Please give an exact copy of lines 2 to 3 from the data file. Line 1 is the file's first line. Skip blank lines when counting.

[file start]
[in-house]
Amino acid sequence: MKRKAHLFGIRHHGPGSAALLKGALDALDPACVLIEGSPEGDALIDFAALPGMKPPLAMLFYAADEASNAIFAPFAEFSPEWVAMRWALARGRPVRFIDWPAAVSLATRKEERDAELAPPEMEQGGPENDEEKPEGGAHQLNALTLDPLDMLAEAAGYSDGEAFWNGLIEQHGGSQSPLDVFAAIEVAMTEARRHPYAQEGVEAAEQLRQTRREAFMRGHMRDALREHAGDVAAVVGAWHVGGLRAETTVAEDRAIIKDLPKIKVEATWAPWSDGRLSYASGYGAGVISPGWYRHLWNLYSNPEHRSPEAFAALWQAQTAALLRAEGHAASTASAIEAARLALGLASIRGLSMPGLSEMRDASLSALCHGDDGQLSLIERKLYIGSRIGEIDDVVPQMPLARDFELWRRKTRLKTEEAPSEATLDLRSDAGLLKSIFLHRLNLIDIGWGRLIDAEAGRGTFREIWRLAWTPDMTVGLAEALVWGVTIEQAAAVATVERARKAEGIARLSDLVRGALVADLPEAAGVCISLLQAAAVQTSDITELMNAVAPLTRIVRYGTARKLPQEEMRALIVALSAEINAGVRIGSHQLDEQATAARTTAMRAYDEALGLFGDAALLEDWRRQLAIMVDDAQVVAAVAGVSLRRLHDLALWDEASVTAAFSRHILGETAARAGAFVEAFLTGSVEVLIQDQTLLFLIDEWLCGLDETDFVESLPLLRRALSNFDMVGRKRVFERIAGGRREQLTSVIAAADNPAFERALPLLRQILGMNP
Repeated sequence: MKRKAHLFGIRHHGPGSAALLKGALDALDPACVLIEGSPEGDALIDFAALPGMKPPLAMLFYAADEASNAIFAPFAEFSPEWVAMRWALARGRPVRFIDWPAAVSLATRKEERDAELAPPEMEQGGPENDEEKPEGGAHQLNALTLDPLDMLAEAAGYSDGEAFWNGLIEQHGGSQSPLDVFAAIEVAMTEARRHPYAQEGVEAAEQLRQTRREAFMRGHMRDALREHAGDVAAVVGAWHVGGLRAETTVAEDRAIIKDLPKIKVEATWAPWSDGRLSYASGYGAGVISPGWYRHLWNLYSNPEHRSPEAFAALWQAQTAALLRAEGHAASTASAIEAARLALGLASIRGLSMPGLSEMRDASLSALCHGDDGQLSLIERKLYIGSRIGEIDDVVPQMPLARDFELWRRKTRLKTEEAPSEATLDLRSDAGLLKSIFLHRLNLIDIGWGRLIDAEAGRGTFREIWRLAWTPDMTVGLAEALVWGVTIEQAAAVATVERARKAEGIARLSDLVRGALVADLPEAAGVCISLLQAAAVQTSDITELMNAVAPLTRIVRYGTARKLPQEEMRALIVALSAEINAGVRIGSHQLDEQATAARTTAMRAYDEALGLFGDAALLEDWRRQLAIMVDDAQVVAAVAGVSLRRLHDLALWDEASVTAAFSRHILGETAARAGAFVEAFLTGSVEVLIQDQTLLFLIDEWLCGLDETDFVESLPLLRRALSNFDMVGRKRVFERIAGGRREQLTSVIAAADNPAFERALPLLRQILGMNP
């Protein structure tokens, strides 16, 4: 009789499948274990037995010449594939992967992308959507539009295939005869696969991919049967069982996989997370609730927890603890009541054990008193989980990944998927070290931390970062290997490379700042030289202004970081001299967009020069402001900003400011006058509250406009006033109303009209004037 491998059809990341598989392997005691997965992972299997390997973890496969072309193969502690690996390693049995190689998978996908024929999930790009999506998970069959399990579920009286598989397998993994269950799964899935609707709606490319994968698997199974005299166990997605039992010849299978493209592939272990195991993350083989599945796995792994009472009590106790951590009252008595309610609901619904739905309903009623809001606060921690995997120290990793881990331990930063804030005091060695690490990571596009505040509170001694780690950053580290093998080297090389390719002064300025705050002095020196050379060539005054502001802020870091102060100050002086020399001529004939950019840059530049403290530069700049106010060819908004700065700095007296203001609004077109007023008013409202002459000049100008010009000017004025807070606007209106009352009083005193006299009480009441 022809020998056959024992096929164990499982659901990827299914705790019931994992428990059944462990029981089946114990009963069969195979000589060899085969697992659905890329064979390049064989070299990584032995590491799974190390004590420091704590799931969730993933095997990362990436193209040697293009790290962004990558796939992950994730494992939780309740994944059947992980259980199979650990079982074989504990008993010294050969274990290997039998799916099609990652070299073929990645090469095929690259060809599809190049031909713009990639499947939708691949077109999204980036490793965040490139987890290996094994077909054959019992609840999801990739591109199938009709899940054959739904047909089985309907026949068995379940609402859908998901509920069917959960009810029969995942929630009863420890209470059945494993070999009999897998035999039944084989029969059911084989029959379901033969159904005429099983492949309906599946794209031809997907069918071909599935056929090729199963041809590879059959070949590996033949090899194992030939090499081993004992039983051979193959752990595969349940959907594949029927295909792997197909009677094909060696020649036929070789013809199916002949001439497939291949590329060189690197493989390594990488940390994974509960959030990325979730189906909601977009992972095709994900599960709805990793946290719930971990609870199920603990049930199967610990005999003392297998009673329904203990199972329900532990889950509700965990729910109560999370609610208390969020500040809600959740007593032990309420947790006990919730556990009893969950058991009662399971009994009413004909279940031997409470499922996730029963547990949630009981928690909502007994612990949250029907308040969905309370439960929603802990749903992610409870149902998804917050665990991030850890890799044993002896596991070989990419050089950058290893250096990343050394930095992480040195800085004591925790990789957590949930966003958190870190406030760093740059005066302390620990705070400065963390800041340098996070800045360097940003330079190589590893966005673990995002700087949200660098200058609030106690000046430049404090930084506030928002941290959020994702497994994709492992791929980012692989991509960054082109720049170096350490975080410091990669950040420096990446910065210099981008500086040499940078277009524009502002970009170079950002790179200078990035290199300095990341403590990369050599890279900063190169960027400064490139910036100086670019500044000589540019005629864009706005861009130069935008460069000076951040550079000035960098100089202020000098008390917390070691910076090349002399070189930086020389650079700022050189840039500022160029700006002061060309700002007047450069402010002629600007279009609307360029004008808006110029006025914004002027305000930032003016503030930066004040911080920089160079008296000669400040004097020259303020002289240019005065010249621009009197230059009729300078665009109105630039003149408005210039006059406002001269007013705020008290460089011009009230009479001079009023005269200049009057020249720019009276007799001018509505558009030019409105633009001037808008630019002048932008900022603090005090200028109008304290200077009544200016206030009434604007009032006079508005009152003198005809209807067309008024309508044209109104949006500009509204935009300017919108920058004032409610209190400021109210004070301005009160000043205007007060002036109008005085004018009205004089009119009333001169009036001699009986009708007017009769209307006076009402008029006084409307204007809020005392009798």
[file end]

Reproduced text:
Amino acid sequence: MKRKAHLFGIRHHGPGSAALLKGALDALDPACVLIEGSPEGDALIDFAALPGMKPPLAMLFYAADEASNAIFAPFAEFSPEWVAMRWALARGRPVRFIDWPAAVSLATRKEERDAELAPPEMEQGGPENDEEKPEGGAHQLNALTLDPLDMLAEAAGYSDGEAFWNGLIEQHGGSQSPLDVFAAIEVAMTEARRHPYAQEGVEAAEQLRQTRREAFMRGHMRDALREHAGDVAAVVGAWHVGGLRAETTVAEDRAIIKDLPKIKVEATWAPWSDGRLSYASGYGAGVISPGWYRHLWNLYSNPEHRSPEAFAALWQAQTAALLRAEGHAASTASAIEAARLALGLASIRGLSMPGLSEMRDASLSALCHGDDGQLSLIERKLYIGSRIGEIDDVVPQMPLARDFELWRRKTRLKTEEAPSEATLDLRSDAGLLKSIFLHRLNLIDIGWGRLIDAEAGRGTFREIWRLAWTPDMTVGLAEALVWGVTIEQAAAVATVERARKAEGIARLSDLVRGALVADLPEAAGVCISLLQAAAVQTSDITELMNAVAPLTRIVRYGTARKLPQEEMRALIVALSAEINAGVRIGSHQLDEQATAARTTAMRAYDEALGLFGDAALLEDWRRQLAIMVDDAQVVAAVAGVSLRRLHDLALWDEASVTAAFSRHILGETAARAGAFVEAFLTGSVEVLIQDQTLLFLIDEWLCGLDETDFVESLPLLRRALSNFDMVGRKRVFERIAGGRREQLTSVIAAADNPAFERALPLLRQILGMNP
Repeated sequence: MKRKAHLFGIRHHGPGSAALLKGALDALDPACVLIEGSPEGDALIDFAALPGMKPPLAMLFYAADEASNAIFAPFAEFSPEWVAMRWALARGRPVRFIDWPAAVSLATRKEERDAELAPPEMEQGGPENDEEKPEGGAHQLNALTLDPLDMLAEAAGYSDGEAFWNGLIEQHGGSQSPLDVFAAIEVAMTEARRHPYAQEGVEAAEQLRQTRREAFMRGHMRDALREHAGDVAAVVGAWHVGGLRAETTVAEDRAIIKDLPKIKVEATWAPWSDGRLSYASGYGAGVISPGWYRHLWNLYSNPEHRSPEAFAALWQAQTAALLRAEGHAASTASAIEAARLALGLASIRGLSMPGLSEMRDASLSALCHGDDGQLSLIERKLYIGSRIGEIDDVVPQMPLARDFELWRRKTRLKTEEAPSEATLDLRSDAGLLKSIFLHRLNLIDIGWGRLIDAEAGRGTFREIWRLAWTPDMTVGLAEALVWGVTIEQAAAVATVERARKAEGIARLSDLVRGALVADLPEAAGVCISLLQAAAVQTSDITELMNAVAPLTRIVRYGTARKLPQEEMRALIVALSAEINAGVRIGSHQLDEQATAARTTAMRAYDEALGLFGDAALLEDWRRQLAIMVDDAQVVAAVAGVSLRRLHDLALWDEASVTAAFSRHILGETAARAGAFVEAFLTGSVEVLIQDQTLLFLIDEWLCGLDETDFVESLPLLRRALSNFDMVGRKRVFERIAGGRREQLTSVIAAADNPAFERALPLLRQILGMNP